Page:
- Obama, Cameron discussed tapping oil reserves (Reuters)
- Greek Bonds Signal $2.6 Billion Payout on Credit-Default Swaps (Bloomberg)
- China leader's ouster roils succession plans (Reuters)
- China’s Foreign Direct Investment Falls for Fourth Month (Bloomberg)
- Greek Restructuring Delay Helps Banks as Risks Shift (Bloomberg)
- Concerns Rise Over Eurozone Fiscal Treaty (FT)
- Home default notices rise in February: RealtyTrac (Reuters)
- China PBOC Drains Net CNY57 Bln (WSJ)
- Fitch Puts U.K. Debt on Negative Outlook Days Away From Budget (Bloomberg)
- U.S.-Korea free trade pact takes effect amid controversy (Reuters)
Overnight Press Summary
* The Securities and Exchange Commission brought charges against two money managers, alleging they misled and overcharged investors on funds formed to buy shares of Facebook, Twitter and other social-media companies.
* Google is giving its tried-and-true Web-search formula a makeover as it tries to fix the shortcomings of today's technology and maintain its dominant market share.
* Citigroup's failure to get regulators' approval to return capital to shareholders caught executives and investors off guard and dealt a blow to Chief Executive Vikram Pandit's efforts to revive investor confidence in the bank.
* Goldman Sachs again was in a harsh spotlight when an employee resigned in a New York Times opinion piece that assailed the firm's culture as "toxic and destructive."
* Johnson & Johnson Chief Executive William Weldon stands to collect pension benefits and deferred compensation valued at $143.5 million after his retirement.
* Family medical practices are facing new tensions as they try to make upgrades but find that these changes often are not reimbursed under the current payment system.
* Edward S. Lampert's hedge fund has stepped in to make sure vendors continue to supply Sears by assuming some of the risk of financial institutions that provide a form of insurance to the vendors.
PAY-TV PROBE TO INCLUDE NETFLIX
UK regulators examining British Sky Broadcasting's position in the pay-TV movies market have expanded the scope of their investigation to include online providers such as Netflix and Lovefilm.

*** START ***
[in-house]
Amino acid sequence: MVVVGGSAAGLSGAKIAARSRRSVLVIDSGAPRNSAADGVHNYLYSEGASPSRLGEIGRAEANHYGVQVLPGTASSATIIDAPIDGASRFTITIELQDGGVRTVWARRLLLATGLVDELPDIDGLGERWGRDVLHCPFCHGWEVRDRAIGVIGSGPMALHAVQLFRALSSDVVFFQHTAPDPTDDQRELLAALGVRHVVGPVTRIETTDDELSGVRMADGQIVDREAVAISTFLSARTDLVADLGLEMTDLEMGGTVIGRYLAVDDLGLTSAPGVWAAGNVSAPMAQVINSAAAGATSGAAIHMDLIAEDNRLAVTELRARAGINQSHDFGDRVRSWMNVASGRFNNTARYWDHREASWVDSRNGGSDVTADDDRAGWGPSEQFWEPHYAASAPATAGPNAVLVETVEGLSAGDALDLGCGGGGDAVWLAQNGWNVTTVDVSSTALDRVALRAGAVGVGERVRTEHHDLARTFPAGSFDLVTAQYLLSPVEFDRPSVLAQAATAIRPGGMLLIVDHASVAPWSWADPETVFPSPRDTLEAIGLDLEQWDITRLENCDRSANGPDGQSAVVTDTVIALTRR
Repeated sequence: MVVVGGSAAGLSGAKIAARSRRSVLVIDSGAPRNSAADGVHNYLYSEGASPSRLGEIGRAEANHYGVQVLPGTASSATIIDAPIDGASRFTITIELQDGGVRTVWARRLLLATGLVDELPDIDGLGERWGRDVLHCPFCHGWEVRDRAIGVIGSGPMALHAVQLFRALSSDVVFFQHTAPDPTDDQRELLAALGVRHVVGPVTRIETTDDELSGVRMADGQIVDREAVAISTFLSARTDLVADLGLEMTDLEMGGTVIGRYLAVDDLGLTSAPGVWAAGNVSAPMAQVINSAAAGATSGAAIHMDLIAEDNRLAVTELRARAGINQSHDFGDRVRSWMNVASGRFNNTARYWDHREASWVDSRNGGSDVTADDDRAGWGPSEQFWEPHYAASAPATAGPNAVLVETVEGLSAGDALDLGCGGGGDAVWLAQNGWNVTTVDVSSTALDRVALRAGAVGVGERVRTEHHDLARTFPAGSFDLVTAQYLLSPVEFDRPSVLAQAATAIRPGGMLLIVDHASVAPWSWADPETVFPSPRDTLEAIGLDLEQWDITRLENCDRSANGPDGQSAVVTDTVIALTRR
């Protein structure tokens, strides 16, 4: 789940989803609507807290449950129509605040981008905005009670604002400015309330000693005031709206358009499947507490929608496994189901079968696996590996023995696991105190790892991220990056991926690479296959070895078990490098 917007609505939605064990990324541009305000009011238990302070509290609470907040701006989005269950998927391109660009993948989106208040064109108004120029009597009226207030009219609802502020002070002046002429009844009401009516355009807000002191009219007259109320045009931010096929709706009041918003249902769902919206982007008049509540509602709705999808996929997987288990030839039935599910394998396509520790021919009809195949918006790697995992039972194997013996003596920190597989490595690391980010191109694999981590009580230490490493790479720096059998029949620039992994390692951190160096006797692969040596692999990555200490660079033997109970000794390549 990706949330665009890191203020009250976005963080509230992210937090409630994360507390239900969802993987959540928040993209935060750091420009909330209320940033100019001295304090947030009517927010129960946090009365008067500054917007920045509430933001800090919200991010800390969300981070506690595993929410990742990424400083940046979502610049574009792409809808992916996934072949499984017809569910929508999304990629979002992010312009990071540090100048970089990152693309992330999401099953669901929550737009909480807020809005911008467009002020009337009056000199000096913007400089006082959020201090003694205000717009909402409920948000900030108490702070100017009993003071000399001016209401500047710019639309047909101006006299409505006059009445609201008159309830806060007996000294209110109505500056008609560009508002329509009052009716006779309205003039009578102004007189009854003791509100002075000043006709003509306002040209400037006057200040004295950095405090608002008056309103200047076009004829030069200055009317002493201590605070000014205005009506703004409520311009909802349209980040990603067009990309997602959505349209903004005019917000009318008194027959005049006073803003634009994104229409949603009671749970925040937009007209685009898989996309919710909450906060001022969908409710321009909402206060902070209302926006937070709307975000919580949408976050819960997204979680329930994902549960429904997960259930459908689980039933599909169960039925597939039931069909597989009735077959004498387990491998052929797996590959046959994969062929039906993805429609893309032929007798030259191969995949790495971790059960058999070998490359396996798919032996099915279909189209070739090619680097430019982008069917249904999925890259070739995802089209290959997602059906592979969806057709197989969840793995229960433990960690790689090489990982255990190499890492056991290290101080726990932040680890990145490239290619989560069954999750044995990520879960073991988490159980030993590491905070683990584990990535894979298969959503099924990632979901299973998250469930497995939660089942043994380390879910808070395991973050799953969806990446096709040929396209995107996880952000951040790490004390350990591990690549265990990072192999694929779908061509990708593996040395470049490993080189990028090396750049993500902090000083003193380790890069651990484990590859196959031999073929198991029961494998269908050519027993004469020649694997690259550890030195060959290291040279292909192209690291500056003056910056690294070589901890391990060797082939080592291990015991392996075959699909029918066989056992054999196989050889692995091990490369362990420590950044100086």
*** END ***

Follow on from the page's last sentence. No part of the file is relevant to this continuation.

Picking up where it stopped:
MF GLOBAL CLIENT'S DETAILS PUBLISHED
Private clients of MF Global reacted angrily on Wednesday to what several said was a severe breach of privacy, after KPMG, administrator to the UK arm of the failed futures broker, published their identities, home addresses and the sums owed to them.
CODELCO STEPS UP ANGLO LEGAL CONFLICT
Codelco is preparing new legal action in its dispute with Anglo American that could inhibit the London-listed miner's ability to pay dividends.
MUFG WEIGHS UP EUROPEAN BANK ASSETS
Mitsubishi UFJ Financial Group has weighed up close to 100 billion euros ($130.26 billion) of European bank asset portfolios that shrinking rivals are seeking to offload, according to the man in charge of the Japanese group's global expansion.
UKFI LOOKS AT EARLY SALE OF RBS STAKE
Privatisation of Royal Bank of Scotland could start sooner than expected after the organisation charged with managing the government's bank stakes said shares could initially be sold at a loss.
JOHNSON AND JOHNSON CEO TO LEAVE WITH $140 MILLION
Johnson & Johnson has said that William Weldon, the healthcare company's outgoing chief executive, will receive retirement pay worth more than $140 million after he steps down next month.
UK COALITION NOT SEEN AS BUSINESS FRIENDLY
One in three of the UK's biggest companies think that the coalition government is not business friendly, according to the first FT/ICSA Business Bellwether survey.
NEW POWERS FOR UK PRICE-FIXING PROBE
A new super-regulator will be given enhanced powers to prosecute people for price-fixing as part of the overhaul of British competition law.
UK'S CABLE UNDER FIRE OVER PAY PROPOSALS
Business secretary Vince Cable has come under fire from the CBI employers' group and corporate chiefs after outlining proposals to give shareholders in quoted companies an annual binding vote on future executive pay policy.
* Criticism by Greg Smith, a largely anonymous 33-year-old mid-level executive who resigned from Goldman Sachs on Wednesday, sent ripple effects through Wall Street.
* Stress tests by the Federal Reserve set off a debate among economists and banking analysts about whether banks have actually achieved renewed strength.